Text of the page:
Lead By Example

A Good Man – Chapter 11 – JohnA Passaro


A man who wants to lead the orchestra
Must turn his back on the crowd.

Max Lucado


For the better part of my first day on the job, Bill showed me around the store and explained to me what I would be doing during my “summer in the Hamptons.”

I had a two-pronged job description – I was to take care of the customers at the register and sort “empties” in the back of the building.

I would go back and forth, depending on which area needed my help the most.

Working the cash register was the fun and easy part.

Sorting empties was not.

On my first day, I worked by Bill’s side.

At one point in the day, Bill felt comfortable enough to leave me to work with the other store workers as he attended to other matters.

After he left, there was a slow but constant flow of customers in the store, which with the help of the other workers I was able to handle with no problems.

A good hour went by and I hadn’t seen Bill.

When a break in the customer flow occurred, I headed to find the bathroom.

While on my way to the bathroom I looked for Bill.

He was nowhere to be found.

My initial reaction was, “This guy is going to be one of those bosses who makes you do all the work while he does nothing in an office somewhere.”

I walked past his office on my way to the bathroom.

It was empty.

I finally made it to the bathroom, which was down a very narrow hallway; cases of soda and beer were stacked on each side.

I scurried down the narrow hallway to the bathroom door.

The door was ajar so I figured the bathroom was empty.

As I opened the door I realized I was wrong.

I walked in on Bill – in the bathroom.

More accurately…

I walked in on Bill on his hands and knees in the bathroom.

Cleaning the floor.

“What the heck are you doing?” I asked.

“I’m cleaning the bathroom,” Bill said.

My initial reaction blurted unfiltered out of my mouth,

“Why are you cleaning the bathroom?

I mean aren’t you the boss – can’t you just make someone else do that?”

I will never forget his response.

He said, “How can I ever ask someone to do something I am unwilling to do myself?”


It has been often said that Steve Jobs changed the world.

Sometimes I think – not always for the better.

At least for parents.

There is no doubt that Steve Job’s passion to create a device that could store all of a person’s music in the palm of one’s hand revolutionized the world.

But it also came with some unintended consequences for parents.

For the first time in history, parents were no longer part of their kid’s music purchases.

All of a sudden, every kid had the freedom to acquire and listen to “their” music without his or her parents being able to listen in.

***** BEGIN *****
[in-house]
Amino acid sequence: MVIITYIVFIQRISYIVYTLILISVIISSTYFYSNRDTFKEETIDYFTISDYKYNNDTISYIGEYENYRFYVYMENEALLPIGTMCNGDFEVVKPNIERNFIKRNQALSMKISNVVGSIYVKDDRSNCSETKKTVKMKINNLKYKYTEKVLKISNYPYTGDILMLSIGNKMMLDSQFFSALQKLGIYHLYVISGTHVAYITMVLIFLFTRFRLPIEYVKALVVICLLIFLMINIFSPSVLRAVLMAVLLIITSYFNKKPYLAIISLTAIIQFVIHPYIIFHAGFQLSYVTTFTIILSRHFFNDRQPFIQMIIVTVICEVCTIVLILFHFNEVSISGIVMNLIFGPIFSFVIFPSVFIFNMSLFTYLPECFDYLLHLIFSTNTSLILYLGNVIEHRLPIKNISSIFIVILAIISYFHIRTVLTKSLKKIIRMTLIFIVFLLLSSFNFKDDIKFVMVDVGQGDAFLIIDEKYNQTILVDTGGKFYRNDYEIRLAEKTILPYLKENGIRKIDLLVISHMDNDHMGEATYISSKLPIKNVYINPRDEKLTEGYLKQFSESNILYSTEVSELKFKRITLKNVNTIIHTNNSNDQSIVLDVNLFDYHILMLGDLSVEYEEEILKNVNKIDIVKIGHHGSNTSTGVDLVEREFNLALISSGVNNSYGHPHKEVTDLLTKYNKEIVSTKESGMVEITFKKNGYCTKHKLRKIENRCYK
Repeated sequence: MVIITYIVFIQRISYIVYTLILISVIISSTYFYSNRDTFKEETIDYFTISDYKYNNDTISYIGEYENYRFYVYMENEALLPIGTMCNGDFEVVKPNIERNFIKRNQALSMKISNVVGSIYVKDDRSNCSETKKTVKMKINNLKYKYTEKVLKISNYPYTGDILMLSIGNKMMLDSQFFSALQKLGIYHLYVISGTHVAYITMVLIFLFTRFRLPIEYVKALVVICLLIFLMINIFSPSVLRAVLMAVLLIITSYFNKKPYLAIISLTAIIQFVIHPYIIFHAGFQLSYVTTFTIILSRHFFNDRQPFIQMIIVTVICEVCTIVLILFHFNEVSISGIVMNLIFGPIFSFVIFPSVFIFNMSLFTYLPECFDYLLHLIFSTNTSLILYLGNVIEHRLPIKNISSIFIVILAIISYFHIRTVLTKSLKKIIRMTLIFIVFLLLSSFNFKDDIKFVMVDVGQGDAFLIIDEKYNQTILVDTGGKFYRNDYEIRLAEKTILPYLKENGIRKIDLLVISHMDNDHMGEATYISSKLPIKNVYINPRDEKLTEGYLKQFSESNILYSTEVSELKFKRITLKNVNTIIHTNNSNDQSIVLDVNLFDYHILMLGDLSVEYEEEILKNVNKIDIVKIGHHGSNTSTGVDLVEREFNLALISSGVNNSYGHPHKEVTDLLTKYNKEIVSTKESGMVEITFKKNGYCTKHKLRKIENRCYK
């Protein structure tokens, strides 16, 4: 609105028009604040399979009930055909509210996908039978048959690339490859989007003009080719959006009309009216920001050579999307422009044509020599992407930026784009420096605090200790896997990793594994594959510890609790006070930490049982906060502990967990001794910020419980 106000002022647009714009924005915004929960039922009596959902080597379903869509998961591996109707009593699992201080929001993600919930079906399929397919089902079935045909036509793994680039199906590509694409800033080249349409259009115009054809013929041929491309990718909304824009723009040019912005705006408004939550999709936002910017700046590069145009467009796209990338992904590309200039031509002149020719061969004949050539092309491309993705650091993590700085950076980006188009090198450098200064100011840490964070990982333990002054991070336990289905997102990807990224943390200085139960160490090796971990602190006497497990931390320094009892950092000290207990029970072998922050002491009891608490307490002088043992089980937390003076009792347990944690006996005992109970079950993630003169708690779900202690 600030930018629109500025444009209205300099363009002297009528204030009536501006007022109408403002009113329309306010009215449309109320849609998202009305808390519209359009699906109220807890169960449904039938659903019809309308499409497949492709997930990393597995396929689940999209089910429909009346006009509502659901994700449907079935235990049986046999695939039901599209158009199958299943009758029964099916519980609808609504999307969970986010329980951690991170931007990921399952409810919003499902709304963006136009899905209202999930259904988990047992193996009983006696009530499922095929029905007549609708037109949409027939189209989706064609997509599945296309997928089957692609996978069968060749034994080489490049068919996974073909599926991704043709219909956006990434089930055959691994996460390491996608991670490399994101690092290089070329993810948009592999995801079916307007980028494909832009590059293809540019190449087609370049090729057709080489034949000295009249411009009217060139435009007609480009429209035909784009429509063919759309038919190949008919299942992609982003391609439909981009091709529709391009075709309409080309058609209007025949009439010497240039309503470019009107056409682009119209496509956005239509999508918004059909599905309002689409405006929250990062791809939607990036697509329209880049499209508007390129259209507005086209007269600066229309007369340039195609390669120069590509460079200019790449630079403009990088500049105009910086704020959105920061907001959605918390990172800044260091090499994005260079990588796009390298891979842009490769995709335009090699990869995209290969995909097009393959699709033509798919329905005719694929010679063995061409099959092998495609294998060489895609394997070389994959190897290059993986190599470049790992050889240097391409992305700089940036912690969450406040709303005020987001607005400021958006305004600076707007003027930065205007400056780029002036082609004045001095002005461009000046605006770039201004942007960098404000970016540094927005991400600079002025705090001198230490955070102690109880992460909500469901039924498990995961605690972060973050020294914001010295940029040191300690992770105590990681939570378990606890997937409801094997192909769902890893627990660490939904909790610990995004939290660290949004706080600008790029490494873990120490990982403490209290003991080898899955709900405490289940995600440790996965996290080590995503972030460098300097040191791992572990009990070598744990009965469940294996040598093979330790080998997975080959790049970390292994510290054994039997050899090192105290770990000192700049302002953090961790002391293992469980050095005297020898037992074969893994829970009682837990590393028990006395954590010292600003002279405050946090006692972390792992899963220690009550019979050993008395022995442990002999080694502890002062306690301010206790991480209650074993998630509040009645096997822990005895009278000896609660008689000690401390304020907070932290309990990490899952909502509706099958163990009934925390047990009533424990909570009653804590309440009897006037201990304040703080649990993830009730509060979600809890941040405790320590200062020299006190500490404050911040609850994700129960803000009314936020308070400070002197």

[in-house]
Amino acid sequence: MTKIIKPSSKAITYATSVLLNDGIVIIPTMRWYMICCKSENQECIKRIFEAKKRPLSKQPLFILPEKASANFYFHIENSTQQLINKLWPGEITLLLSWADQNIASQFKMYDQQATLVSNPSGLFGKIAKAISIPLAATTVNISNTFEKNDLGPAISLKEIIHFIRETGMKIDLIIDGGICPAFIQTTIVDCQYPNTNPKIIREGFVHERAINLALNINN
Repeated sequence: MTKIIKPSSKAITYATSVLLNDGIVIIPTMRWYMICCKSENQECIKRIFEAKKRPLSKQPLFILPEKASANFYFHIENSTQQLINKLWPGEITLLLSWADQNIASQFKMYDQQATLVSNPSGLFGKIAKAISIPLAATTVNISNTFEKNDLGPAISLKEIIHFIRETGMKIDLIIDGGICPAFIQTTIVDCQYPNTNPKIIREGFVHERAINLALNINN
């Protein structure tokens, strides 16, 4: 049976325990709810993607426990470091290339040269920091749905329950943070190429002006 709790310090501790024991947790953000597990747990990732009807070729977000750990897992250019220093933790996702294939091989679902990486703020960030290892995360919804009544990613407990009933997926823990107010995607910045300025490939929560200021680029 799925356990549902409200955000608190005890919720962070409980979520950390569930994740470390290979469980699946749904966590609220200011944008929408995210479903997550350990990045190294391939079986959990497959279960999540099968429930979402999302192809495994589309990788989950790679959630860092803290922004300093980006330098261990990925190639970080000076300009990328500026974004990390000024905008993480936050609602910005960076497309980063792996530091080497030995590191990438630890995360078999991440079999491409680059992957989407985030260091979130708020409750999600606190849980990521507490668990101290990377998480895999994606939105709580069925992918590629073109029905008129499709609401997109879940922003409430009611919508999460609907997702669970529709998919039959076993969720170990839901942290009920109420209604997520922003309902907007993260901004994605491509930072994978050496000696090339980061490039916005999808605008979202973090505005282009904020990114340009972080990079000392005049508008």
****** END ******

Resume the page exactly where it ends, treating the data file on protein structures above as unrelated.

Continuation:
In the old days, if a kid was blasting music with questionable lyrics, a parent was able to hear it and make the necessary adjustments.

After Steve Jobs invented the iPod that was no longer possible.

Old school skills of music censoring by parents became obsolete.

New skills were needed.

Hence the surprise iPod check.

My attempt at filtering which songs were right for my kids to listen to has been the cause of many a fight in my house over the years.

One day after doing a surprise inspection of my son’s iPod, I was livid.

I demanded he deletes all the songs on his iPod which had lyrics alluding to sex, drugs, violence or profanity.

This would have basically cleaned out his whole newly acquired song catalog on his iPod.

We argued.

The basis of his argument was that I was a being a hypocrite. He felt that many of the songs on my iPod referred to similar subject matters.

I laughed.

I said, “You won’t find a single song on my iPod that even remotely comes close to having questionable song lyrics like yours do.”

He immediately grabbed my iPod, spun the click wheel to “Bohemian Rhapsody” and pressed play.

“Mama, I just killed a man.
I put a gun against his head
Pulled my trigger now he’s dead.”

“Do you really think I am going to go out and kill a man after listening to this song?” I said trying to pull the words back into my mouth as soon as I said them.

“Mama Mia, mama Mia”, I heard the song continue.

“Easy come, easy go…will you let me go?” The song played on.

I had a choice to make.

I could either delete Bohemian Rhapsody from my iPod or prove to my son that I was asking him to do something I was unwilling to do myself.

“How can I ever ask someone to do something I am unwilling to do myself?”

“I will not let you go,” the song played on.

Oh, yes I will.

And I did.

I don’t believe that listening to Bohemian Rhapsody has ever made me want to kill a man, but from that day to this, you will not find that song on my iPhone.

How could I possibly have one set of rules for myself and another set for my kids?


Read the next chapter – The Cost of an Enemy


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